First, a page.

Courtesy of the BLM
Wednesday, Nov. 12, 2008 | 2 a.m.
In Today's Sun
Don’t let the 1,000-pound weight difference fool you — burrowing desert tortoise and plodding cattle are both big grazers.
They both eat tender new shoots of wildflowers and grasses.
That’s why advocates for the tortoise say keeping cattle out of officially designated critical tortoise habitat, including parts of the proposed Gold Butte National Conservation Area, is so important.
Try telling that to the Bundy family, organic-melon farmers and cattle ranchers who have been grazing herds on federal land in the area since the late 1800s. The Bundys, led by family patriarch Cliven Bundy, have been back and forth – and in and out of court – with the Bureau of Land Management over their cattle for a decade and a half, according to records obtained under a Freedom of Information Act request by the Center for Biological Diversity.
Bundy admits he has cattle roaming free on federal land. But he claims to have forage and access rights to land in the Gold Butte area and own range improvements there.
According to BLM records that were part of the request, however, all of Bundy’s rights have been terminated.
The Bundy family is one of a handful of Nevada ranching families whose cattle might still trespass on federal land. They’re throwbacks to the Sagebrush Rebellion, whose members wanted state and local governments to take control of federal lands in several Western states.
“These cases, some of them, have been going on for decades,” said JoLynn Worley, BLM spokeswoman. Although most of the cases have been resolved over time, she said, Bundy’s has not.
As Rob Mrowka, public lands conservation advocate for the Center for Biological Diversity, sees it, the law is clear and the cattle should have been cleared out of Gold Butte long ago. Because they compete with the tortoise for food in an unforgiving desert, “the tortoises are being put at risk when the law ... says they shouldn’t.”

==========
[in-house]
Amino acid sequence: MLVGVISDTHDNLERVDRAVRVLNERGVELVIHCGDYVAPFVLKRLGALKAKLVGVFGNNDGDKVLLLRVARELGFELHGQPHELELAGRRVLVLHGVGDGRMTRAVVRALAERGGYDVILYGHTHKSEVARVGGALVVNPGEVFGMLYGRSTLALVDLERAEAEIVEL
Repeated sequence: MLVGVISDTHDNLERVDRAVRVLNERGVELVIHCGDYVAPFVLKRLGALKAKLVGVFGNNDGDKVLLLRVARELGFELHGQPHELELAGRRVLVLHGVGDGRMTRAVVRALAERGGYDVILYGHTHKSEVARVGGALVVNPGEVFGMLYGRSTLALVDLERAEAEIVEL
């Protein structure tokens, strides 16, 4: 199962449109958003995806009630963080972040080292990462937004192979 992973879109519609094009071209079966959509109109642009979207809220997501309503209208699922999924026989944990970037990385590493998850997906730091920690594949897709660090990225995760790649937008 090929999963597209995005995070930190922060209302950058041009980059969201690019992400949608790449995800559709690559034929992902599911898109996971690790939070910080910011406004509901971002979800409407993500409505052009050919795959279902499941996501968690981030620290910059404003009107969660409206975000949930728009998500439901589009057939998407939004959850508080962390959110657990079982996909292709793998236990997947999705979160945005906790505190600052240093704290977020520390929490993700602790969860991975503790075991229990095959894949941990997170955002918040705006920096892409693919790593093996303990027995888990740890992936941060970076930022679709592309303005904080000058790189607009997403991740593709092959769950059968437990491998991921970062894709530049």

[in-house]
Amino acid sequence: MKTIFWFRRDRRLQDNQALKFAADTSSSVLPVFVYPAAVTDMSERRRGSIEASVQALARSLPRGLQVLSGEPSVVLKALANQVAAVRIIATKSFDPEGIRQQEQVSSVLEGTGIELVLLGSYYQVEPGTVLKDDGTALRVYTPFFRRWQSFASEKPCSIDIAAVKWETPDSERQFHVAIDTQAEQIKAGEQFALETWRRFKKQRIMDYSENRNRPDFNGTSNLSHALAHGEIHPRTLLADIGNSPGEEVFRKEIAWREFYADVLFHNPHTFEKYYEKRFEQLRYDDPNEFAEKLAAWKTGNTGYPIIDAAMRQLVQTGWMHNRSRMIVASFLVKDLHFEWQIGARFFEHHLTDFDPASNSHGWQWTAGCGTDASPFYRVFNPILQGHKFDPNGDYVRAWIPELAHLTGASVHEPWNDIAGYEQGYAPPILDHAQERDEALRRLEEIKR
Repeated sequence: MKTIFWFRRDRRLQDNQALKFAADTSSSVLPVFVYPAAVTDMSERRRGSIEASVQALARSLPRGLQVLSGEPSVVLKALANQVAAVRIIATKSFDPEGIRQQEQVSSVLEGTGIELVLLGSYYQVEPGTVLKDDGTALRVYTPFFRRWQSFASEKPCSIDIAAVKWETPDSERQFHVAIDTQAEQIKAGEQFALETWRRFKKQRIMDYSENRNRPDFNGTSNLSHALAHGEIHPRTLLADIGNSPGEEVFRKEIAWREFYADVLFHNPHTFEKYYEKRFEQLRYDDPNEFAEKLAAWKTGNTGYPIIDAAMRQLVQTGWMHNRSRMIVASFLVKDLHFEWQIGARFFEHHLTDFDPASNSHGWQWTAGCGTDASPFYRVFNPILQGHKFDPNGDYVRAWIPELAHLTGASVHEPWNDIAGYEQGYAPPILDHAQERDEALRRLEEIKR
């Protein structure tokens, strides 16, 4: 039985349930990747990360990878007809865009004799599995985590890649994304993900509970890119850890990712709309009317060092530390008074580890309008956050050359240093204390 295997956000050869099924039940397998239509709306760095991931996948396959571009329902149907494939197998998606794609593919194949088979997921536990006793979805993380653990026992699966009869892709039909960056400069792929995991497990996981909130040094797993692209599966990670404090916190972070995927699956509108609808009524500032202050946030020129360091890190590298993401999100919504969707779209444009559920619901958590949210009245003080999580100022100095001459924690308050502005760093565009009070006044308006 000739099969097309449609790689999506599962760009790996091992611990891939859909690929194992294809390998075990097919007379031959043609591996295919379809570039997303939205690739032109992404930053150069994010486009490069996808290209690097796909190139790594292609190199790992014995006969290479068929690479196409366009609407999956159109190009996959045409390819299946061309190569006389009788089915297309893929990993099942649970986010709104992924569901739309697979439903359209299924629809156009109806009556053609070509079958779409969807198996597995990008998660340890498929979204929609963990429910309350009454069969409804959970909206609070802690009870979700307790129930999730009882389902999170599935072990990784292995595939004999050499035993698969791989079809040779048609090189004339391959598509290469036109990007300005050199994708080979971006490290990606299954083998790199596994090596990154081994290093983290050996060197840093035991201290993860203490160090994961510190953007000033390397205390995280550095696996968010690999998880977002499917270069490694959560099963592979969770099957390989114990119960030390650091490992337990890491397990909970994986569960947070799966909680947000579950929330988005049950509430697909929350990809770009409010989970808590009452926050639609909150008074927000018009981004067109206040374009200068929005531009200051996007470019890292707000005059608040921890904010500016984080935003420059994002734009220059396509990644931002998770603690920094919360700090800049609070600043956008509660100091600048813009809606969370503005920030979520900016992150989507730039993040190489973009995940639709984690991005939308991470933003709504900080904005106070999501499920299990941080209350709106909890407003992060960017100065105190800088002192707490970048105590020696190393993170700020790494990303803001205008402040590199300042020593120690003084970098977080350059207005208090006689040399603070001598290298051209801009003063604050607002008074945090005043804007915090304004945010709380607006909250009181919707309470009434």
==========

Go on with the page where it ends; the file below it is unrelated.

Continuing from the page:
The cattle aren’t just a problem for the tortoises, though. They’re also setting back efforts to restore and replant areas of Gold Butte scorched by 2005 wildfires, said Angie Lara, the BLM’s Las Vegas Field Office manager. The cows trample and feed on the tender young plants the BLM has planted in the fire-ravaged areas.
That, in turn, sets the area up for future wildfires, by priming the ground for highly flammable, nonnative grasses, Kirsten Cannon, a spokeswoman for the BLM, said.
“The concern is that as native plants are reestablishing themselves, the soil is especially delicate,” she said. “The crust is rebroken and it offers an opportunity for invasive species to come back in.”
Nevada ranchers hold about 700 legal livestock grazing permits with the BLM in the state.
But the Bundys lost the right to graze cattle in the area in the early ’90s after they stopped paying grazing permit fees, according to records. About the same time, Clark County bought up the rest of the grazing rights in the area to create a safe home for the tortoise. But since then, the BLM has documented cattle there bearing the Bundy brand on numerous occasions.
Many of the cattle grazing today have no brands, which makes it impossible to prove they’re Bundy cattle, according to the BLM.
Officials might just want to ask Bundy, however. He told the Sun about two dozen of his cattle are roaming free in the adjacent Lake Mead National Recreation Area, where they are also prohibited from grazing.
But no matter who owns the cattle tromping around Gold Butte or how they got there, they need to be removed from Gold Butte, various federal agencies and conservation groups agree.
But the BLM’s Las Vegas Field Office manager said it isn’t as simple as just rounding up the cattle and auctioning them off. The BLM is working with several state and federal agencies, including the National Park Service, which oversees the Lake Mead National Recreation Area, to figure out how to get the cattle out of tortoise territory.
Bundy said that if the BLM attempts to remove the cattle he will contact the sheriff, and we could have an old-fashioned range war stand-off on our hands.